Gordon assists OFW’s niece on hospital arrest due to unpaid bills

Gordon assists OFW’s niece on hospital arrest due to unpaid bills

By Ernie Reyes

MANILA — Senator Richard J. Gordon has extended immediate assistance
to London-based Filipino caregiver’s pregnant niece who has been held
in a private hospital in Arayat, Pampanga for failing to settle her
bills after contracting COVID-19.

Gordon, who also chairs the Philippine Red Cross, the country’s
premier humanitarian organization, assured Filipino caregiver Romeo
Mendoza that he has already asked the Department of Health (DOH) in
Region III to assist Mendoza’s niece.

“The undersigned is thankful to have quickly established
correspondence therewith since it is apparent that your Honorable
Office is fully committed to genuine public service, particularly for
those who are in most need of help from our country’s health care
system — people like Mrs. Angel Sunga,” he said in his letter.

Gordon, during his pre-taped interview with “Juan EU Konek” last Oct.
15, was responding to Mendoza’s appeal on behalf of her niece who was
placed in “hospital arrest” due to her failure to pay a balance of
P650,000 from her medical bills.

Sunga, who had been an expectant mother, tested positive for COVID-19
before giving birth and was turned away from a public hospital due to
its full bed capacity.

She was forced to be confined at the Holy Trinity Hospital in Arayat,
Pampanga, where she successfully gave birth.

Due to her financial difficulty during this pandemic, however, she was
only able to raise over P100,000 through the efforts of her caring
relatives, even seeking assistance from their UK-based relative.

As Sunga was unable to fork out the full amount of P750,000, the
mother was barred from being discharged by Holy Trinity, while the
baby could go home.

Gordon pointed out that any form of hospital arrest is prohibited
under Republic Act 9439 and such practice may have been going on
unchecked in some private hospitals because some may not be aware of
the 14-year-old law.

“Unang-una, walang hospital arrest. Bawal ‘yan. That is deprivation of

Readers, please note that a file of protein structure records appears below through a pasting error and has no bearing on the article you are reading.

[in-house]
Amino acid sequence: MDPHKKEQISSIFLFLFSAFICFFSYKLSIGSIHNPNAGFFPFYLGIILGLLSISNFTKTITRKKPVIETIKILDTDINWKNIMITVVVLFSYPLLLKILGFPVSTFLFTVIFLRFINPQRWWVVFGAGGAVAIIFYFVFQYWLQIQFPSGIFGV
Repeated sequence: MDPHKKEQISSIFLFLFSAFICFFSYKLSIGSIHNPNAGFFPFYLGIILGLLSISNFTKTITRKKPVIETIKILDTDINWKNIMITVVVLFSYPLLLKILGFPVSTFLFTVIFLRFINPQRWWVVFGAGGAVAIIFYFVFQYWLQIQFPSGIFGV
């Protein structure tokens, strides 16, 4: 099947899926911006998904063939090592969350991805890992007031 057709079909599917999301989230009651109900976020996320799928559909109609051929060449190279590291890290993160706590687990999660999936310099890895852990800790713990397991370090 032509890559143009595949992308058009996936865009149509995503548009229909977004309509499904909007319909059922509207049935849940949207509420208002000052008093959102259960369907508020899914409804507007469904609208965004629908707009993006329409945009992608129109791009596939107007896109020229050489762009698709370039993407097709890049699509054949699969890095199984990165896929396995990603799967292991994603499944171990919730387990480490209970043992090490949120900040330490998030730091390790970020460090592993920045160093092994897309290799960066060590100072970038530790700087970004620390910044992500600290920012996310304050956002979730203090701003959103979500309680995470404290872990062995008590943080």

liberty without due process of law especially in this case that it is
a humanitarian problem,” he told Mendoza during a pre-taped interview,
which was aired last Oct. 17.

“Nangyayari yan. Takutan. It’s a game of intimidation, especially if
the person doesn’t know her rights as it is obvious in this case.
Kakayanin siya. Hindi kita palalabasin hangga’t di ka nagbabayad,” he
lamented.

Gordon said he hopes that this kind of problem does not happen again
as patients battling COVID-19 with limited financial capability have
the option of writing a promissory note to pay the bill in small
increments.

“Hindi puwedeng mangyari ito sa ordinaryong Pilipino na
pinagsasamantalahan ng ospital at mistulang kidnap-for-ransom. Mabuti
na lang at may nakatulong sa kanila. Salamat sa teknolohiya,” he
added.

Under the present law, it is illegal for any hospital or medical
clinic to detain patients who have fully or partially recovered for
failure to pay in part or full their hospital bills or medical
expenses.

A patient who is financially incapable to settle hospital bills or
medical expenses in part or in full are allowed to leave the hospital
or medical clinic and demand for a corresponding medical certificate
upon execution of a promissory note.

Such promissory note shall be secured by either a mortgage or by a
guarantee of a co-maker, who will be jointly and severally liable with
the patient for the unpaid obligation.

Those found violating the law may be fined not less than PhP20,000,
but not more than PhP50,000, or a jail term of not less than one
month, but not more than six months, or both such fine and
imprisonment, at the discretion of the proper court. (ai/mtvn)

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